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Good day.

I am an amateur without any necessary equipment to degas my brew. Last night, I forgot to check on it; now the bottle won't even bulge so I can release that unwanted pressure from the c02 buildup.

Any ideas on how to open my bottle without destroying it?

EDIT: It exploded. My goal was simple, to turn a bottle of welch's 100% Grape Juice into wine over a week. I first activated the baker's yeast using warm water and sugar and then put it in the grape juice. I put the juice in a closed metal canister, which was a terrible mistake. Do not put your brew in a closed bottle, it must have some sort of an exhaust where the c02 gas from the fermentation process can exit — an airlock.

  • 1
    How is it sealed? – Evil Zymurgist May 3 '18 at 0:37
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    Nevermind, it exploded. – Wil May 3 '18 at 0:50
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    If you could provide a few more details we will be able to offer advice to help avoid this in the future. – Mr_road May 3 '18 at 9:30
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Ah, yes... I see now how this went explodey.

If you are just taking juice dumping in bakers yeast and wanting wine, you can do this it is simple, won't taste great but will be wine.

I would advise using pop/soda bottles, and to for the first few days leave the top on very loose so the CO2 can escape when it stops bubbling, tighten the lid. Then give it a little shake and let the gas escape, do this 3 or 4 times carefully, then I would leave the lid on loose again for a couple more days.

Repeat the shaking and degassing, then put it in the fridge for a day or 2 to cause your yeast to clump together and drop to the bottom. Then decant off into bottles to store, or a jug to drink now.

If you are storing and don't know if fermentation is complete, use soda bottles, they are high pressure rated, and easy to 'burp'.

This will work and you will have wine, I have done this myself before with ginger wine, blackberry wine, and plum wine, I made wine we all got drunk. But, it was not good wine, we mostly mixed it with orange juice.

A couple of tweaks I would suggest though.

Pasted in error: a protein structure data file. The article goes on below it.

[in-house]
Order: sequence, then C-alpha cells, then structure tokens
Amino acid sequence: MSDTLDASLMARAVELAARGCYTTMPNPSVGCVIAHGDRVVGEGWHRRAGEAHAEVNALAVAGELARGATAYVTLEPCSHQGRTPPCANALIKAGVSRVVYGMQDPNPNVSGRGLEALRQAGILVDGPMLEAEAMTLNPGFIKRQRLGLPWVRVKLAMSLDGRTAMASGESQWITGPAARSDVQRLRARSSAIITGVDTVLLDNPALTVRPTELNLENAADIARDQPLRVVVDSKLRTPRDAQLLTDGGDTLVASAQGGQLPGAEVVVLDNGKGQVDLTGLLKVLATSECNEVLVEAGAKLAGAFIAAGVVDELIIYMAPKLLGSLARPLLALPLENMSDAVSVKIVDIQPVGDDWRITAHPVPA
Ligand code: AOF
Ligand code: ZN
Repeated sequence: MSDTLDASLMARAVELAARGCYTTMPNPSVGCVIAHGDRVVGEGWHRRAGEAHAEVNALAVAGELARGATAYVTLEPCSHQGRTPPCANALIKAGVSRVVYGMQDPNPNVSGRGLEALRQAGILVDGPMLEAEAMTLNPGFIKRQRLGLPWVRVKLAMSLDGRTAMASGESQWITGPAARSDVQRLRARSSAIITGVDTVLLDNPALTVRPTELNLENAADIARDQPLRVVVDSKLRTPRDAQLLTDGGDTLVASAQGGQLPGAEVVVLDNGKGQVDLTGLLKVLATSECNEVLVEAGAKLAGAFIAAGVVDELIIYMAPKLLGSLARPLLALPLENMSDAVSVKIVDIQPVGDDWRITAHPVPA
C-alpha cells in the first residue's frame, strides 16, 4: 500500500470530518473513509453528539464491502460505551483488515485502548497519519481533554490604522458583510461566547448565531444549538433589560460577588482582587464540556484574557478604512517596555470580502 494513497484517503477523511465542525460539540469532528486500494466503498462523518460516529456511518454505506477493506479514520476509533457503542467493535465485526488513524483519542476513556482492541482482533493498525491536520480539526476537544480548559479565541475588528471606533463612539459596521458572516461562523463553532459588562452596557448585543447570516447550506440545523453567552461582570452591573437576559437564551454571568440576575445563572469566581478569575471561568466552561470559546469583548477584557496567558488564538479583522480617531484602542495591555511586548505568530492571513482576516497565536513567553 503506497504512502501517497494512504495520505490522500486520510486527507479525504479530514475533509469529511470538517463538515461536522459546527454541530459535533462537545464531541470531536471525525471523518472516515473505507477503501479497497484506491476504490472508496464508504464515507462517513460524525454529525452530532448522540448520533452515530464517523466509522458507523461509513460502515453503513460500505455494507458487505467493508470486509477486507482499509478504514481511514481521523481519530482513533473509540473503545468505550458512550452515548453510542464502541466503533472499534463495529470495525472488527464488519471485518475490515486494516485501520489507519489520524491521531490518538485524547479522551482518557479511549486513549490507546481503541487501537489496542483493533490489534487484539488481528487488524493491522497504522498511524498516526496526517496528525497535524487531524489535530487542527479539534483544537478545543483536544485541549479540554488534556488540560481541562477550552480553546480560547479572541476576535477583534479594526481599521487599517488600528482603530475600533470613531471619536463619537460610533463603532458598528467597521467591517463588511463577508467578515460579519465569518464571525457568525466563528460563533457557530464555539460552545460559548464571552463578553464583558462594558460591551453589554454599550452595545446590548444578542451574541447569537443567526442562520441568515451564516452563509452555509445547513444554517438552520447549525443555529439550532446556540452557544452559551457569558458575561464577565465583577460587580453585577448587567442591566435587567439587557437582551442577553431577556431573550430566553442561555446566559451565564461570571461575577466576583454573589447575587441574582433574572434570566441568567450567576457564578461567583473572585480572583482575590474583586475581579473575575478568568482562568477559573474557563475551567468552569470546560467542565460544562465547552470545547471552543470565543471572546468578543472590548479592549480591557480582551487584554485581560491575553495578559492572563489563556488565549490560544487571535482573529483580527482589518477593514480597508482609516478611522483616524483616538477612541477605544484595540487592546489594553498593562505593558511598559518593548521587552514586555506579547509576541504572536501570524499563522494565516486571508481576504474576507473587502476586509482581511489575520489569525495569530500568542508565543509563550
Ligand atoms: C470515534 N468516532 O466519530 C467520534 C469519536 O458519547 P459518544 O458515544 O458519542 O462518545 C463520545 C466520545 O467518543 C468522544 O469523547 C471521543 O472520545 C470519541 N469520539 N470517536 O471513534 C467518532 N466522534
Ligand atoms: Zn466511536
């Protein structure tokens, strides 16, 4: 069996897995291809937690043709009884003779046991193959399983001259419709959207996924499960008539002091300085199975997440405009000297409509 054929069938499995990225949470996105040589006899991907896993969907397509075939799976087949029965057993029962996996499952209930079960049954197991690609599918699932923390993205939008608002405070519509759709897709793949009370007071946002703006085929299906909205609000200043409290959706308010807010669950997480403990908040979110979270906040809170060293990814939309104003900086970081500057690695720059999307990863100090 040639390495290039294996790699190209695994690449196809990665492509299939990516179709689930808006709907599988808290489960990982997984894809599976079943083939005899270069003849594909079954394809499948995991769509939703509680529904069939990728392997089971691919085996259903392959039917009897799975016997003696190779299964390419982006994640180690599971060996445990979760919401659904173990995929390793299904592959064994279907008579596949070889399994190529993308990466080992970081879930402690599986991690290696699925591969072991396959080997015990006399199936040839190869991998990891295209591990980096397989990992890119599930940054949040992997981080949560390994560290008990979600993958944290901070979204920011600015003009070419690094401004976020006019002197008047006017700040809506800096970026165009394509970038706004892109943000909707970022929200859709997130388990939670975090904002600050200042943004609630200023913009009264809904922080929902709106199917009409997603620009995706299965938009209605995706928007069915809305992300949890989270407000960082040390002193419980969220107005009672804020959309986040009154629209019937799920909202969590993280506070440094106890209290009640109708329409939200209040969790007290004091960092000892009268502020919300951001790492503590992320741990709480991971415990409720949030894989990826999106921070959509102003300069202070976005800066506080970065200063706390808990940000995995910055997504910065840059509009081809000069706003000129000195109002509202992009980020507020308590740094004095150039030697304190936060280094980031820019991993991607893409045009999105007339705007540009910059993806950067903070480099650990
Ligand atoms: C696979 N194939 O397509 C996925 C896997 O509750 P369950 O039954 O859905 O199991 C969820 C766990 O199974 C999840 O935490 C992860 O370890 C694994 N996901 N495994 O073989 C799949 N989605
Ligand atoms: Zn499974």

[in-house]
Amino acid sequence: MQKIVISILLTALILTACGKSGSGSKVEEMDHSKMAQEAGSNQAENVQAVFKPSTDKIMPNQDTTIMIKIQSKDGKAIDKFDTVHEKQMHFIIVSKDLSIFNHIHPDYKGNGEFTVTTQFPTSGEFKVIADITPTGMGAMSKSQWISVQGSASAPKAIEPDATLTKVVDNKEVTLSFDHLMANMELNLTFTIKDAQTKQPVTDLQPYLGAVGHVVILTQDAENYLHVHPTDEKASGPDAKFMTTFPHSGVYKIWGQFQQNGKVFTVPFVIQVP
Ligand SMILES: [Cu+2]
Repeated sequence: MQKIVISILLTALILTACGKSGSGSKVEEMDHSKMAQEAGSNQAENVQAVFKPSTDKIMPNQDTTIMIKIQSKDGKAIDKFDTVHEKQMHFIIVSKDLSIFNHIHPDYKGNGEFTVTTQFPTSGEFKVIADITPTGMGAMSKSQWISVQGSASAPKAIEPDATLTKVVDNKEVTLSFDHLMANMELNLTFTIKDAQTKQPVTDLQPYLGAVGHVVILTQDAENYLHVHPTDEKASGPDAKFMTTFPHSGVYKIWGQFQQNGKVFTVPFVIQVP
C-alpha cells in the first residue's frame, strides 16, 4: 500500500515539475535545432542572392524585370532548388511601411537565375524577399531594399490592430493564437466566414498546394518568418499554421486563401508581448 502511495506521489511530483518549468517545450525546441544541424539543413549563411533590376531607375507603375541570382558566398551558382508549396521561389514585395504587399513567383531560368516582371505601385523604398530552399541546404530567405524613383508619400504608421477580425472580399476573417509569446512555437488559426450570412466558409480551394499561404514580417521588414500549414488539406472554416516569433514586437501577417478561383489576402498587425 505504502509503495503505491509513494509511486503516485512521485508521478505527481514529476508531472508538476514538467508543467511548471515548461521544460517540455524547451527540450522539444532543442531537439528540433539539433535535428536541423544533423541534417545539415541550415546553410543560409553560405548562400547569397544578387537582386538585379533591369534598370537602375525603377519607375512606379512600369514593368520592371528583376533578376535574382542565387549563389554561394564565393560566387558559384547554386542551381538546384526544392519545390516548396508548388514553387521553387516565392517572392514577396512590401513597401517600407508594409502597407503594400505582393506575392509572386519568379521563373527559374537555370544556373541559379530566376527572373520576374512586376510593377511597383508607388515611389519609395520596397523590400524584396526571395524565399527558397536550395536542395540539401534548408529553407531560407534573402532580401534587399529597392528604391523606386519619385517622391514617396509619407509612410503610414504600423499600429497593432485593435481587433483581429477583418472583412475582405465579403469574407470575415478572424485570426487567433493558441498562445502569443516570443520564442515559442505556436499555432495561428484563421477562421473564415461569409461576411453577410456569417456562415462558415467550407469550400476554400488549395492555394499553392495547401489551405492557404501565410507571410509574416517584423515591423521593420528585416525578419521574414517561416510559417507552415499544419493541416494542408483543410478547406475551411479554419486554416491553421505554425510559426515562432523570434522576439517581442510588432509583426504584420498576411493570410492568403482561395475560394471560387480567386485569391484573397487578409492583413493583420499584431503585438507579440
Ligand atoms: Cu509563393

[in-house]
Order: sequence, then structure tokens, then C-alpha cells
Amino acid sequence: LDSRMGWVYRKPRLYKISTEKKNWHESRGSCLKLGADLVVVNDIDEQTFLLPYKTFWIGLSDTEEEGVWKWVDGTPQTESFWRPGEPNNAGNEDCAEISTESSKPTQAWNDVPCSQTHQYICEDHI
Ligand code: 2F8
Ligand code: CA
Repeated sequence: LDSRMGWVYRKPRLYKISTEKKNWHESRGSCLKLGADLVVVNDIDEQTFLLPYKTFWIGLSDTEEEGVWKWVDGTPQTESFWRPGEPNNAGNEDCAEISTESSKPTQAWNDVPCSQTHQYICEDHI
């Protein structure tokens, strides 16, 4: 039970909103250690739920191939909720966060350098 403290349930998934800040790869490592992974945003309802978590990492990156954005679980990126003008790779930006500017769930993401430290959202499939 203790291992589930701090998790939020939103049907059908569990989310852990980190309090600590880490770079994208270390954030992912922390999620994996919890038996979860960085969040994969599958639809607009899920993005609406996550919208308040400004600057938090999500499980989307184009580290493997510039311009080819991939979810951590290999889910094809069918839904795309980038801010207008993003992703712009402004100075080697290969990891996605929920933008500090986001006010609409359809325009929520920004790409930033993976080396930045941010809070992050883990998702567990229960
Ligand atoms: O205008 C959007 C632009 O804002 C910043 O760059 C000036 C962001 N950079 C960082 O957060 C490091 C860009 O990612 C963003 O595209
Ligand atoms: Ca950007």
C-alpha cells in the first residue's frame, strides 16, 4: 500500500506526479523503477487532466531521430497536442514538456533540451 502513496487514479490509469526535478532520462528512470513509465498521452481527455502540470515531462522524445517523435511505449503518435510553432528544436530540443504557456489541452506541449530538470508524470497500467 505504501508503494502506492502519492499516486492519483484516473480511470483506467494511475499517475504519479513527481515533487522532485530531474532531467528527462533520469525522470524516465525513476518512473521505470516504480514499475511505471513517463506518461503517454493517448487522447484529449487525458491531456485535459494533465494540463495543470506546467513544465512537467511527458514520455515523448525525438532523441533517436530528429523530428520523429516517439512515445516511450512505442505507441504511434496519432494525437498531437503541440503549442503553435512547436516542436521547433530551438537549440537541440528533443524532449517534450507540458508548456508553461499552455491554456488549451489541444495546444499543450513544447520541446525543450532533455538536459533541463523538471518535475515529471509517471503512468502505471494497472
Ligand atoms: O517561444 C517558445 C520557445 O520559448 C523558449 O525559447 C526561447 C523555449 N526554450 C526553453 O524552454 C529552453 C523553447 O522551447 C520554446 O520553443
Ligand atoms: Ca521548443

Get some wine yeast, a strain that has been selected for over hundreds of years for its winemaking abilities is far far better than bakers yeast.

Get yourself a demijohn and airlock and a length of tubing to siphon.

With these things, you are ready to make gallon after gallon of wine for the rest of your life.

Also get this book:

https://www.amazon.co.uk/First-Steps-Winemaking-C-Berry/dp/1854861395

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There is a very simple way of doing this.

  1. Ferment whatever juice you have to dryness in bottle different from the final bottle. 1 gallon glass jug would work. Use some wine yeast.
  2. Transfer wine/hootch to a sparkling wine/apple juice bottle (Martinelli's are great for this). They can hold the pressure. Leave about 1.5" of head space
  3. Put about 5 grams of table sugar in the bottle.
  4. Put a crown cap on the bottle (you'll need a bottle capper for this)
  5. Wait a minimum of 2 weeks.
  6. Chill and open and enjoy. The longer you leave it in the bottle the better it will get.

Caveats: Using Welch's grape juice will give inferior results. Use the white juice instead of the red.

  • Why is the white juice better than red? I've always used red and never super happy with results but haven't thought anything other than I'm doing something wrong. – Chad May 4 '18 at 16:48
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    It's a long convoluted question to answer and involves a lot of chemistry. Let's just say that the tannins and the alcohol levels associated with a wine the is colored red, are much harder to make and frankly they don't taste as good. Having said that, Blanc de Noirs in Champagne are made with all Pinot Noir which is red grapes. Ah but why are they not red? They press them like white grapes and since the juice is clear, minimal amounts of color and tannin slip through. There are rose' sparkling Champagnes and they can be excellent. But red sparkling wines aren't that refreshing and interesting – farmersteve May 4 '18 at 17:26
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    Thanks @farmersteve for the explanation! I'll try the white juice next! – Chad May 4 '18 at 17:27

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